By Chris Brancato
President Obama’s proposal to open American coastlines for natural gas drilling has been met with a large amount of criticism. This time, from both those in favor and those opposing to the long withstanding drilling debate, according to a New York Times article by John M. Broder.
Obama’s plan calls for relying less on outside sources for our products and focusing more on domesticating our resources, especially when dealing with something that is deemed as being one of the most crucial resources to be consumed amongst our country.
On this idea, the executive director of the environmental group the Sierra Club said: “Drilling our coasts will do nothing to lower gas prices or create energy independence.”
President Obama made clear his intentions yesterday at the Andrews Air Force Base in Maryland, saying: “Ultimately, we need to move beyond the tired debates of the left and the right, between business leaders and environmentalists, between those who would claim drilling is a cure all and those who would claim it has no place,” he said. “Because this issue is just too important to allow our progress to languish while we fight the same old battles over and over again.”
“We’re appalled that the president is unleashing a wholesale assault on the oceans,” Jacqueline Savitz of the environmental group Oceana said on Wednesday. “Expanding offshore drilling is the wrong move if the Obama administration is serious about improving energy security, creating lasting jobs and averting climate change.”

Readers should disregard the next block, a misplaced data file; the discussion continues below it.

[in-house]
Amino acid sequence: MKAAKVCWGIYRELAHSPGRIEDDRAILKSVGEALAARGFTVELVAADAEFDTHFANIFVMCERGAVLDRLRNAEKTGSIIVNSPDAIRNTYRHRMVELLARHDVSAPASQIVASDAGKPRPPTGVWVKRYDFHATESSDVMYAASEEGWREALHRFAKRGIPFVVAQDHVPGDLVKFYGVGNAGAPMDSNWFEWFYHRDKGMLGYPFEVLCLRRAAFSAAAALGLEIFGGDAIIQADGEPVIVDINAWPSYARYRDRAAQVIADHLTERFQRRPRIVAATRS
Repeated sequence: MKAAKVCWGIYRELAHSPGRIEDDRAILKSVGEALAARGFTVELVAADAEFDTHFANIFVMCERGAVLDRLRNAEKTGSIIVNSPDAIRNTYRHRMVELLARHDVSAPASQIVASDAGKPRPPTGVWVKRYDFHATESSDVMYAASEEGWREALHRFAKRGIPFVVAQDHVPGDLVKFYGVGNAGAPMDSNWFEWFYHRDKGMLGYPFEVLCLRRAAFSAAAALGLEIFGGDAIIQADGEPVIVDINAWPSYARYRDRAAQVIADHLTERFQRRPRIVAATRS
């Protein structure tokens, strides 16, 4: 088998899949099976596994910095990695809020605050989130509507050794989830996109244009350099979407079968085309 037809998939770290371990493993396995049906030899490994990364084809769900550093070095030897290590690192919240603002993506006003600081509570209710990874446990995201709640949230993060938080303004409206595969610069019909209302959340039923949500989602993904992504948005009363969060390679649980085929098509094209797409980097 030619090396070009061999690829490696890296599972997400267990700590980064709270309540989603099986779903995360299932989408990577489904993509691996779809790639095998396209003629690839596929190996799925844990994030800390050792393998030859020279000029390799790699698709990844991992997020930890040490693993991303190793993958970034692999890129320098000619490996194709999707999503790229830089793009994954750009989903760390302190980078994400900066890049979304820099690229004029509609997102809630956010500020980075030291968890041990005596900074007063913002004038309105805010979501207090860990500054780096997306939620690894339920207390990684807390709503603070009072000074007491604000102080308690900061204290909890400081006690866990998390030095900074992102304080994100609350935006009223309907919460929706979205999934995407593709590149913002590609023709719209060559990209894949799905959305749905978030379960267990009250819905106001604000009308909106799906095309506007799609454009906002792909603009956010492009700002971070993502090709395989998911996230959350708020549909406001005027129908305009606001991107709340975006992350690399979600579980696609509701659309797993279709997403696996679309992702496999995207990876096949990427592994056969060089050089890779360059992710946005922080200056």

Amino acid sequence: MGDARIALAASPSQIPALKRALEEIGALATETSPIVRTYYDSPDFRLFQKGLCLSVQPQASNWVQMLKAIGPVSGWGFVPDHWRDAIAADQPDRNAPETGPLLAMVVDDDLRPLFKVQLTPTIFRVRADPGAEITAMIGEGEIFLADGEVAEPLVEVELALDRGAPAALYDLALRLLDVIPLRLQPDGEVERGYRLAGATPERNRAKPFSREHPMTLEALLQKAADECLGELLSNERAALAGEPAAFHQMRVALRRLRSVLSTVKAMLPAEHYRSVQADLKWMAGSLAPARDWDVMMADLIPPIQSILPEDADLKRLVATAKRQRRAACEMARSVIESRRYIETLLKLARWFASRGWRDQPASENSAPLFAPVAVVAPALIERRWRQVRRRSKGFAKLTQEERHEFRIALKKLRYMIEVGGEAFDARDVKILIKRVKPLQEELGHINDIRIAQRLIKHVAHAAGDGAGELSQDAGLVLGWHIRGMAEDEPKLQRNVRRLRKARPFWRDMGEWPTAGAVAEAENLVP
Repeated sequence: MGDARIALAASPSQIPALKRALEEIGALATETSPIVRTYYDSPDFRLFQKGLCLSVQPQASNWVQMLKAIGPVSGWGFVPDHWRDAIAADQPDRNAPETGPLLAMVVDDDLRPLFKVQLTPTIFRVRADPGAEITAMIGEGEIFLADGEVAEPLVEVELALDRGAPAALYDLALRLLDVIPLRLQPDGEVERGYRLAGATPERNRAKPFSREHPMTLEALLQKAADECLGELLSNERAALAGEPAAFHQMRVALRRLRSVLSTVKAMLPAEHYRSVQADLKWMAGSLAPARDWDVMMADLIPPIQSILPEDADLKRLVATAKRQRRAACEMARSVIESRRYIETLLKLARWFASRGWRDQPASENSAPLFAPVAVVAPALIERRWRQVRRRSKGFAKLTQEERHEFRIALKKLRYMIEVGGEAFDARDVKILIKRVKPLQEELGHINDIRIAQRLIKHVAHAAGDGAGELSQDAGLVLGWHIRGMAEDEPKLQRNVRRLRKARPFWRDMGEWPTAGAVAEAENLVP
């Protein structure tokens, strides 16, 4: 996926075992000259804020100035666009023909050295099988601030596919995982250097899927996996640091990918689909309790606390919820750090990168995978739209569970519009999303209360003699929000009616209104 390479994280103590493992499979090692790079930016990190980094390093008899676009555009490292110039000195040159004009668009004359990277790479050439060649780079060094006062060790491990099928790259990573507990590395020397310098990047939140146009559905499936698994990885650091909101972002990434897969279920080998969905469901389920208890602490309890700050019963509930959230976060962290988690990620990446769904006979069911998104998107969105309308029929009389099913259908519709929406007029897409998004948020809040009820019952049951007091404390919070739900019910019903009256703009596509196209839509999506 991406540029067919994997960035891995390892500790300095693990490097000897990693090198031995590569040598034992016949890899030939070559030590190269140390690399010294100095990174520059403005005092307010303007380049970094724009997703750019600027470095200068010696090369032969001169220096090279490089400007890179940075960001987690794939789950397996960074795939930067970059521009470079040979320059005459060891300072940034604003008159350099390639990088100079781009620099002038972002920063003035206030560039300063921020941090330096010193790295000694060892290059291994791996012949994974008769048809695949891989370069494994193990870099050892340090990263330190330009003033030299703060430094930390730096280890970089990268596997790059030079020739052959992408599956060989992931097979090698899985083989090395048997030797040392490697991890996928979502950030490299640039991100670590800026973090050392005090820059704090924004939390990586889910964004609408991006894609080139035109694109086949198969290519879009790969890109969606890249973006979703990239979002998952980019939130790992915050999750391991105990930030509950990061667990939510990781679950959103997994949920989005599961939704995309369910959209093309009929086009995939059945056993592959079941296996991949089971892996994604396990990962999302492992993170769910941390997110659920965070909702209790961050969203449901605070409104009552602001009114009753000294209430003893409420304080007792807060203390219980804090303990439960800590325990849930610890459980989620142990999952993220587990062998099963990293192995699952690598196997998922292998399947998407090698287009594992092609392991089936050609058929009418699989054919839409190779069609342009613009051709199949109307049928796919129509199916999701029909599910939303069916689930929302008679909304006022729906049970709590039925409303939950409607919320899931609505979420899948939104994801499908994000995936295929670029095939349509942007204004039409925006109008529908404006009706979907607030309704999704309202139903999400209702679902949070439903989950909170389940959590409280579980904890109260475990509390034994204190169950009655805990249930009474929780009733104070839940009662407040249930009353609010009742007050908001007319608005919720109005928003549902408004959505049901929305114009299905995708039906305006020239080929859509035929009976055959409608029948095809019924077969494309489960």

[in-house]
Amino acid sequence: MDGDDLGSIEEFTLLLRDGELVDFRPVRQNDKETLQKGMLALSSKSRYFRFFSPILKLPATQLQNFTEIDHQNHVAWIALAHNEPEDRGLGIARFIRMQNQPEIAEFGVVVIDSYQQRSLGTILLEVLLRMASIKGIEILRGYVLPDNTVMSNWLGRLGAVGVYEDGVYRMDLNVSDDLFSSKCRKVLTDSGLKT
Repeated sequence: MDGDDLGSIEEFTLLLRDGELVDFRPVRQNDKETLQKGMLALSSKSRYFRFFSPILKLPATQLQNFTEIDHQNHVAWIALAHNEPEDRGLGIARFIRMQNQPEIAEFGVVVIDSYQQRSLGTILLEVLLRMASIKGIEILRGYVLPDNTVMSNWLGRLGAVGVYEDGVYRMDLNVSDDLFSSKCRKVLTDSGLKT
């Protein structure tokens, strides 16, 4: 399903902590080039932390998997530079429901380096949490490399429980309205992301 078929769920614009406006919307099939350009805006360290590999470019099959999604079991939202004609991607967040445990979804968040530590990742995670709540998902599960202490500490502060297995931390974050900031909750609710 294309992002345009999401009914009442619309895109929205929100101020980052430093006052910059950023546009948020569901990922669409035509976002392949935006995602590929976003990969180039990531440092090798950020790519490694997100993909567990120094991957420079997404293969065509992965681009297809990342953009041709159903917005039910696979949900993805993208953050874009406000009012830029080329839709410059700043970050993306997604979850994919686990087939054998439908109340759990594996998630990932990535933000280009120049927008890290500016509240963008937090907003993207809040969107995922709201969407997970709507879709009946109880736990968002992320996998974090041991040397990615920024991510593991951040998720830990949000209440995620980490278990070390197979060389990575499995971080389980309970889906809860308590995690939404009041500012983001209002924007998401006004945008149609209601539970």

Things begin to get really touchy upon discussing the exact geographical locations of where this drilling will actually be permitted. Southwestern Alaska would be protected and no drilling would be allowed under the plan, officials said, while the Chukchi Sea and Beaufort Sea in the Arctic Ocean north of Alaska would be eligible for exploration and drilling, Broder reports.
Mr. Obama was fully aware that backlash would ensue and stated to those weary of the idea: “There will be those who strongly disagree with this decision, including those who say we should not open any new areas to drilling, But what I want to emphasize is that this announcement is part of a broader strategy that will move us from an economy that runs on fossil fuels and foreign oil to one that relies more on homegrown fuels and clean energy. And the only way this transition will succeed is if it strengthens our economy in the short term and long term. To fail to recognize this reality would be a mistake.”
In an added attempt to satisfy oil industry officials and Republicans in Congress who would claim that the president did not go dig deep enough, Obama said:
“They’d deny the fact that with less than 2 percent of oil reserves, but more than 20 percent of world consumption, drilling alone cannot come close to meeting our long-term energy needs,” he said, “and that for the sake of the planet and our energy independence, we need to begin the transition to cleaner fuels now.”